organized into DNA molecules—




nucleotides, which serve as the
alphabet for the language of life, are represented by just four
letters: A, C, G, and T, corresponding to adenine, cytosine, guanine,
and thymine. The nucleotide alphabet codes for the sequence of
amino acids the body will use to build proteins.
Combinations of three nucleotides indicate one of twenty
possible amino acids (for example, CCT codes for the amino acid
glycine), so sets of nucleotide triplets form the instructions that cells
use to build proteins. These proteins perform the work of the cells
from development throughout life, contributing to both our physical
attributes and many of our less tangible features, such as behavior,
learning, and predisposition to disease. A segment of a DNA
molecule that codes for one complete protein is called a gene. The
human genome is carried on 23 different chromosomes—or DNA
Genomes of other species contain more or fewer nucleotides
and chromosomes but follow the same basic organizational scheme
as the human genome.
In order to study this Human Genome in detail a mega project
called “The Human Genome Project” was undertaken.
Human Genome Project, international scientific effort to map
all of the genes on the 23 pairs of human chromosomes and, to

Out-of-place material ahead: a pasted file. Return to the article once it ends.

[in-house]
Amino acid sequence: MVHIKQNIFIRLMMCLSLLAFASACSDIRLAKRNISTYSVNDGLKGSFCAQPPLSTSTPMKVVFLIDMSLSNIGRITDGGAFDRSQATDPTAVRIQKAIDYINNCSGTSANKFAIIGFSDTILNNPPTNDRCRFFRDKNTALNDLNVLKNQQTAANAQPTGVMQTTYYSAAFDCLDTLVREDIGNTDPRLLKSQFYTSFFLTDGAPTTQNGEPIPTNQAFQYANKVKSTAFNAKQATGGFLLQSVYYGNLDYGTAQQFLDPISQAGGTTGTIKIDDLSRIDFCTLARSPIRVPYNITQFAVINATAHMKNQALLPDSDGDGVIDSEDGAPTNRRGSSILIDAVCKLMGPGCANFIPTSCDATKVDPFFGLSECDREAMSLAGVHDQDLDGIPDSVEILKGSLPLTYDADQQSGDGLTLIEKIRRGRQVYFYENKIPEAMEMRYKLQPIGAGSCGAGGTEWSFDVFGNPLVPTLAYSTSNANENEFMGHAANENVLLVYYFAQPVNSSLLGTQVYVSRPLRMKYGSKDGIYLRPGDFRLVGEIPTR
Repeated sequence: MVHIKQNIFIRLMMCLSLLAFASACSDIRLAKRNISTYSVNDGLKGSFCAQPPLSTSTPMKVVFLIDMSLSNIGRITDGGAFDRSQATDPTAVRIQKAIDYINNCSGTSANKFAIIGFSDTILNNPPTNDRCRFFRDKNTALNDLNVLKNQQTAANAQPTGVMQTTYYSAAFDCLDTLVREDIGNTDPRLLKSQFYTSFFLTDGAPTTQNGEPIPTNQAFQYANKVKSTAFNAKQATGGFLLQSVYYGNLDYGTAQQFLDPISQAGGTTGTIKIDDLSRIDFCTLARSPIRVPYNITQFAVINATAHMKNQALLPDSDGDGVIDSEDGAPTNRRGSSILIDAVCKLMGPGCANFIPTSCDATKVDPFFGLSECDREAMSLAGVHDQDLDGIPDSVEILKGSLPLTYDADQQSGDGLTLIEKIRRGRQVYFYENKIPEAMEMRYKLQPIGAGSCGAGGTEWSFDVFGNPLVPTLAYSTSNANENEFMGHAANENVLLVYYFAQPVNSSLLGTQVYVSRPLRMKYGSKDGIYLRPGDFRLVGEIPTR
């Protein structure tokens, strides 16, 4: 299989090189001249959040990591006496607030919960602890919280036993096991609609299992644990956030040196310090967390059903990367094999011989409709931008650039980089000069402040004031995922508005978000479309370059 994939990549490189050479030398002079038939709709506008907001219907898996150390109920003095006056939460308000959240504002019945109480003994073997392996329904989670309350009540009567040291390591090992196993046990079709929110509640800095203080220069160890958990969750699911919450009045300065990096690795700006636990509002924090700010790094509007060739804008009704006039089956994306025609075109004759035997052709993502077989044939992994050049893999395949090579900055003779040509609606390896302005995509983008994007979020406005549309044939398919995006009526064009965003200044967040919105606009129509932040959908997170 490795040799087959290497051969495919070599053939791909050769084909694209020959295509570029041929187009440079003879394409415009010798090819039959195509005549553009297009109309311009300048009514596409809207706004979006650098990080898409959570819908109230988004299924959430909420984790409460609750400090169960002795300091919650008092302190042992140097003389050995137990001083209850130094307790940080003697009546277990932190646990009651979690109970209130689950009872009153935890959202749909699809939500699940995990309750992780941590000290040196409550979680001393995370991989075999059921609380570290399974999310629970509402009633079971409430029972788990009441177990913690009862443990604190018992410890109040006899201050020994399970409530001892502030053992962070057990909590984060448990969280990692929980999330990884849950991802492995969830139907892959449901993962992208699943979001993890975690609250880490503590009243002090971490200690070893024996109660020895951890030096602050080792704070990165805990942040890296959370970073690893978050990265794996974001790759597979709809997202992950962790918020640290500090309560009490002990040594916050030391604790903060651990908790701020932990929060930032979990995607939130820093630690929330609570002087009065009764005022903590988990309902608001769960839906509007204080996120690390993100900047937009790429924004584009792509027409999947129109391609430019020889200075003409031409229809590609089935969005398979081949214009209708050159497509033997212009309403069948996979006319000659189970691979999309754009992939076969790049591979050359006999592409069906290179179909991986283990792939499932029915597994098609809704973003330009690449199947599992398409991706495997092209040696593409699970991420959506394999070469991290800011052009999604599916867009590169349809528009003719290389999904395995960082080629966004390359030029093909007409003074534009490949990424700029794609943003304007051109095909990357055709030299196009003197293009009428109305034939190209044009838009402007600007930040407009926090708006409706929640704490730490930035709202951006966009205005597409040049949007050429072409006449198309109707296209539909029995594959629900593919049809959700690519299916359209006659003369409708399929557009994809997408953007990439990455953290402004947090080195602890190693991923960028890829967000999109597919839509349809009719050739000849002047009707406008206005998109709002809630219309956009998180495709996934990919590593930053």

France. Early in 2001 scientists from both teams jointly announced the completion of the mapping of the human genome. because of differences in the genes identified by the teams.2 sequence the 3. there may in fact be as many as 40. the project decoded the genome of the bacterium E. A subsequent. and Japan. .000 genes instead of the expected 100.1 billion DNA base pairs that make up the chromosomes. A comparable project using new DNAsequencing machines was begun as a private industry venture in the United States in 1998.000 and 25. and a nematode worm. detailed analyses of all the pairs were published by 2006. neurofibromatosis. In the process.000 human genes. constituting just 1% of the total human DNA. more refined estimate based on additional work on the genome was that there are between 20.000 genes. and the genome of a mouse was also decoded. indicating that they had identified an estimated 30. Huntington's disease. The Human Genome Project involved laboratories in the United States. with a stated goal of completing the mapping of the genome in three years.000.coli. a fruit fly. Subsequent comparison of the two teams' data has indicated that. Further work continues on refining the sequencing of genes on chromosomes. Begun in 1990 with the goal of enabling scientists to understand the basis of genetic diseases and to gain insight into human evolution. Germany. Great Britain. and ended in 2003 with 99% decoded. and an inherited form of breast cancer. the project was largely completed in 2000 when 85% of the human genome was decoded. eliminating the remaining gaps in the genome map. scientists identified genes for cystic fibrosis. in order to study genetic similarities among species. It was financed in the United States by the National Institutes of Health and by the Department of Energy and in Great Britain by the Wellcome Trust of London. In addition.